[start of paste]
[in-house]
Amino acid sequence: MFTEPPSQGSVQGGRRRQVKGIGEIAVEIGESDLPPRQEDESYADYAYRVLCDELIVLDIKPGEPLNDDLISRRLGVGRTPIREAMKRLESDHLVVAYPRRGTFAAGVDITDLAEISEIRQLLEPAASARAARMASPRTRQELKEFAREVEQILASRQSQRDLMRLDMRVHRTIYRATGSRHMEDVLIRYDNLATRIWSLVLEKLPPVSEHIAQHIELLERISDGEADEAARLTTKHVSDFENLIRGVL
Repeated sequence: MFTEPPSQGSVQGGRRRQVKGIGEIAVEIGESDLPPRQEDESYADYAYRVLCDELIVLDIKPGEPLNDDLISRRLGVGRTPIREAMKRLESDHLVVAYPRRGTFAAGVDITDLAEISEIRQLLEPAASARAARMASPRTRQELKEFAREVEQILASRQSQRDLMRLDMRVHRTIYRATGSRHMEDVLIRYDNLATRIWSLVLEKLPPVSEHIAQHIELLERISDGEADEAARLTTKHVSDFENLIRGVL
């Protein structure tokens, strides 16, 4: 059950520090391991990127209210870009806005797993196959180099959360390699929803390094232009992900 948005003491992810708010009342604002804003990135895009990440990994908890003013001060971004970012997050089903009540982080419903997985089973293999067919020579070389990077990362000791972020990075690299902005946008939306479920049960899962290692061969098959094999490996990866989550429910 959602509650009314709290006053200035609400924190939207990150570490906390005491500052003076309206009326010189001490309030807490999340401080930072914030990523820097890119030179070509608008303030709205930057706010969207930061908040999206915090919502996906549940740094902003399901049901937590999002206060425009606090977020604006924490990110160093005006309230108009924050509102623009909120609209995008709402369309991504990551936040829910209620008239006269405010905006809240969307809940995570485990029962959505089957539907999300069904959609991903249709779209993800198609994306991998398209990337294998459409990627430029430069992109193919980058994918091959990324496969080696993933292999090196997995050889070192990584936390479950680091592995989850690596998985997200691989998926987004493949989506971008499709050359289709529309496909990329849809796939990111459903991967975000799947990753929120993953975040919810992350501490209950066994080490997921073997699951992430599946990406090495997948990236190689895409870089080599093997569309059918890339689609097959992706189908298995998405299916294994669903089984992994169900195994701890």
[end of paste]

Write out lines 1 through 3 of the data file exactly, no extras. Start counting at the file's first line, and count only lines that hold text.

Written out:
[in-house]
Amino acid sequence: MFTEPPSQGSVQGGRRRQVKGIGEIAVEIGESDLPPRQEDESYADYAYRVLCDELIVLDIKPGEPLNDDLISRRLGVGRTPIREAMKRLESDHLVVAYPRRGTFAAGVDITDLAEISEIRQLLEPAASARAARMASPRTRQELKEFAREVEQILASRQSQRDLMRLDMRVHRTIYRATGSRHMEDVLIRYDNLATRIWSLVLEKLPPVSEHIAQHIELLERISDGEADEAARLTTKHVSDFENLIRGVL
Repeated sequence: MFTEPPSQGSVQGGRRRQVKGIGEIAVEIGESDLPPRQEDESYADYAYRVLCDELIVLDIKPGEPLNDDLISRRLGVGRTPIREAMKRLESDHLVVAYPRRGTFAAGVDITDLAEISEIRQLLEPAASARAARMASPRTRQELKEFAREVEQILASRQSQRDLMRLDMRVHRTIYRATGSRHMEDVLIRYDNLATRIWSLVLEKLPPVSEHIAQHIELLERISDGEADEAARLTTKHVSDFENLIRGVL